On Oct. 24, President Donald Trump signed The SUPPORT for Patients and Communities Act. This bipartisan bill aims to resolve the opioid crisis by increasing access to addiction treatment and promoting recovery. Learn more about this opioid epidemic bill and the importance of tracking addiction outcome measures in your practice.
About the SUPPORT for Patients and Communities ActThe SUPPORT for Patients and Communities Act opioid legislation opens up new ways to fight opioid addiction for patients and researchers, including:
This bill also acknowledges that addiction is a disease. Confirming it as a medical condition helps reduce the stigma around addiction and reject the idea that it comes from a moral failing.
The Importance of Tracking Outcome Measures for Treatment EffectivenessBehavioral health professionals have a part to play in the fight against opioid addiction. Many of the underlying causes of opioid abuse involve mental health conditions, a history of substance abuse or trauma. Patients count on the behavioral health field to address these issues. With behavioral health at the forefront of addiction causes, professionals can track outcome measures to find aberrant behavior. AccuCare simplifies the process with the Opioid Risk Tool (ORT).
AccuCare’s Opioid Risk Tool (ORT)The ORT feature in our AccuCare online system allows you to detect a patient’s risk of opioid abuse with a simple questionnaire. After you enter the answers to questions about trauma, substance abuse history and mental health, ORT generates a score. This number indicates the patient’s risk of developing an opioid abuse disorder.
We based the ORT feature on a research-supported screening tool with more than 90 percent accuracy. Patients who receive a high score have a greater chance of performing aberrant behaviors that suggest opioid use. ORT acts as the start of a conversation that could save a patient’s life.
Contact Us Today
At Orion Healthcare Technology, we empower behavioral health professionals to improve patients’ well-being. To learn more about AccuCare and ORT, call us at 844-359-0540 or request a free demo.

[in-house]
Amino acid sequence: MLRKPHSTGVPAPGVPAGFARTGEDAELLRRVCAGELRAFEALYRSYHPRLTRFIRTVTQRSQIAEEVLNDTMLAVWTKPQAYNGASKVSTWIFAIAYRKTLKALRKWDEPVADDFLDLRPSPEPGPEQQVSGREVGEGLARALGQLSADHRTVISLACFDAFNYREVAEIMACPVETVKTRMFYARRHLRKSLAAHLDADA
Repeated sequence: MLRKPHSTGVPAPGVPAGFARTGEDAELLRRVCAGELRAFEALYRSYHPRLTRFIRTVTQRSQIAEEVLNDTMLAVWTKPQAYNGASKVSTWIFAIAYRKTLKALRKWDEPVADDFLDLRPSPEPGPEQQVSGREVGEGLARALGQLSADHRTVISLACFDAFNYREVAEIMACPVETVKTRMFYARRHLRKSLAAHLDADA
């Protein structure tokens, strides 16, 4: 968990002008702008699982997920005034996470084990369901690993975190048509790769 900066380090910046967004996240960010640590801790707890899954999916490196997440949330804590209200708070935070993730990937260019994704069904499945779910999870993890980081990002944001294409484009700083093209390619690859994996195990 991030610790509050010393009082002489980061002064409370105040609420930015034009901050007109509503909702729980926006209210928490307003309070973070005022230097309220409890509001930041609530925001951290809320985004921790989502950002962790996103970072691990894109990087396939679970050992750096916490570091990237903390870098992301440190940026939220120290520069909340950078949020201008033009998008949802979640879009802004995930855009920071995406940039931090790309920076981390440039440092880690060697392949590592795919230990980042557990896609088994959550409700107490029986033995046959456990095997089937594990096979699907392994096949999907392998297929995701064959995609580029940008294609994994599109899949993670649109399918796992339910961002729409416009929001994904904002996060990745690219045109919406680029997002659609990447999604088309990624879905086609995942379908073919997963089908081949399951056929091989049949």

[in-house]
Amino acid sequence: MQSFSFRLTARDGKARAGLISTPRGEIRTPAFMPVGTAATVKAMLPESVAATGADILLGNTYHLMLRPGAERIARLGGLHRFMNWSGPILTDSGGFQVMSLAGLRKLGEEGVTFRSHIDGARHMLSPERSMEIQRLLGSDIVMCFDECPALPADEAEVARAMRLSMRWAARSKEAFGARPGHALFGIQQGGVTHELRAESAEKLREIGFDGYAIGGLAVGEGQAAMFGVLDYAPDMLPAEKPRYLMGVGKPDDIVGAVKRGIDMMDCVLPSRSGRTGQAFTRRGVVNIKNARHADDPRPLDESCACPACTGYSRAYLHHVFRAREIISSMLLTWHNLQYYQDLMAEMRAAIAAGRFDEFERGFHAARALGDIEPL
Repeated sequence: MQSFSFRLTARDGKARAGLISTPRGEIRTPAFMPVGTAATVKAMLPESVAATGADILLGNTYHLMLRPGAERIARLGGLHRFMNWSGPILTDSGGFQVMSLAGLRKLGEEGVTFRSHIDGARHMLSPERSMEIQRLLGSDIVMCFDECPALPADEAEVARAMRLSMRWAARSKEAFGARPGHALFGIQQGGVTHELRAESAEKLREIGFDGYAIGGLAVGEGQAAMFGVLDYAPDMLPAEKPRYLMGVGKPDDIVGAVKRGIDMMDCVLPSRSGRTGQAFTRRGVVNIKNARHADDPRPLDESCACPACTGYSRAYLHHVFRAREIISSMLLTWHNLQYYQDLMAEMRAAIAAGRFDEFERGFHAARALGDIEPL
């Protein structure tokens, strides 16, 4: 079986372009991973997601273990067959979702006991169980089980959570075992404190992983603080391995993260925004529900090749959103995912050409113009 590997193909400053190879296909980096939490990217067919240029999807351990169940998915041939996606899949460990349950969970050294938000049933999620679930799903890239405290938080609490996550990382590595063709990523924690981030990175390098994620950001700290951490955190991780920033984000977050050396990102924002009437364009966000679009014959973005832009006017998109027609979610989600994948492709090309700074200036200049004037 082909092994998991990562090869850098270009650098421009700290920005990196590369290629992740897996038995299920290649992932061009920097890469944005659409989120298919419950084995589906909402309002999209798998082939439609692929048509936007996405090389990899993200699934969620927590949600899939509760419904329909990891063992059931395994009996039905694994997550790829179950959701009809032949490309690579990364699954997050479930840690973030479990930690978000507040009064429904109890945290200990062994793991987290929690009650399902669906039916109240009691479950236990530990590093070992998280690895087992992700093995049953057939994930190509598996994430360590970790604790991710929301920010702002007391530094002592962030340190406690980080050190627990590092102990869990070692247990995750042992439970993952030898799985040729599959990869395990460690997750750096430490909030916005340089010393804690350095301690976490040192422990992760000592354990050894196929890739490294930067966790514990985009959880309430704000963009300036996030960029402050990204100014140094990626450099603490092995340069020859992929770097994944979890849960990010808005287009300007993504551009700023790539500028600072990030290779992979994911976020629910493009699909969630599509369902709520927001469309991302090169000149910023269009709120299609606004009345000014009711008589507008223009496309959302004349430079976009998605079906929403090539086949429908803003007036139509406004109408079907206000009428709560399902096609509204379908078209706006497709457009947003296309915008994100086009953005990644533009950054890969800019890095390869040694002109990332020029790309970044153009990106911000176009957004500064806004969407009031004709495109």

Many people consider physical and mental health problems completely separate from one another. However, medical and behavioral health professionals understand that the two affect each other. Addiction to opioids and chronic pain have physical and emotional symptoms that we shouldn’t ignore. By addressing both problems from all angles, we can curb the opioid crisis impacting the United States.
About The Opioid Epidemic
According to NIDA, about 2.1 million Americans had a prescription opioid-related substance use disorder in 2016. That same year, 626,000 had a heroin use disorder, and 15,000 died from heroin overdose. Overall, an average of 115 people die from opioid overdose every day. These statistics show only a small part of the impact that opioid abuse has on public health. It causes an immeasurable amount of physical and emotional harm to patients and their loved ones.
New Opioid Regulations and Their Effect on Chronic Pain Patients
As a result of the increasing opioid problem in the United States, the CDC issued new opioid prescribing guidelines in 2016. They suggested a lower reliance on opioids as the first line of care for pain. Many patients undergoing opioid treatment feel dismayed by these changes. The updates make it seem like the healthcare system treats them as part of the problem.
We believe that the CDC has good reason to change how we prescribe opioids. However, these patients have understandable concerns about an increase in the burden of chronic pain.
How You Can Help Patients Taking Opioids for Chronic Pain
Behavioral health professionals from all disciplines can help pain patients manage their symptoms. Healthcare frequently leaves pain treatment up to specialists and general providers, but you also have a part to play. Pain causes a wide range of psychological symptoms often left unaddressed. When we don’t target the emotional aspects of pain, substance abuse becomes more likely due to mental illness’ role as a risk factor. The patient also has a difficult time trying alternative and supplemental therapies because of mental health symptoms like fatigue and lack of motivation.
Additionally, tackling the emotional symptoms of pain could reduce a patient’s need to rely on opioids. That’s not to say that pain patients can “get over” their conditions. However, the APA states that research indicates that some forms of psychotherapy could work as well as surgery to relieve pain.
If you don’t already address chronic pain symptoms, consider what you can do for your chronic pain patients. Even starting a simple conversation could make a big difference.
About AccuCare and the Opioid Risk Tool
AccuCare and its new Opioid Risk Tool (ORT) feature make it easier than ever to monitor addiction risks in your patients. The ORT uses a research-supported questionnaire to calculate a patient’s potential for abuse. Answer a few simple yes or no questions, and the ORT automatically calculates a score that helps you understand your patient’s risk. That way, you can monitor patients with high scores and stop addiction before it happens.
Contact us to learn more about AccuCare features, or request a demo today to see them for yourself.
Fentanyl and other synthetic opioids lie at the forefront of today’s crisis. Their potency and high price on the streets make them a lethal danger in the opioid epidemic. Behavioral health professionals must understand the harm caused by fentanyl and other opioids to fight back against abuse and addiction.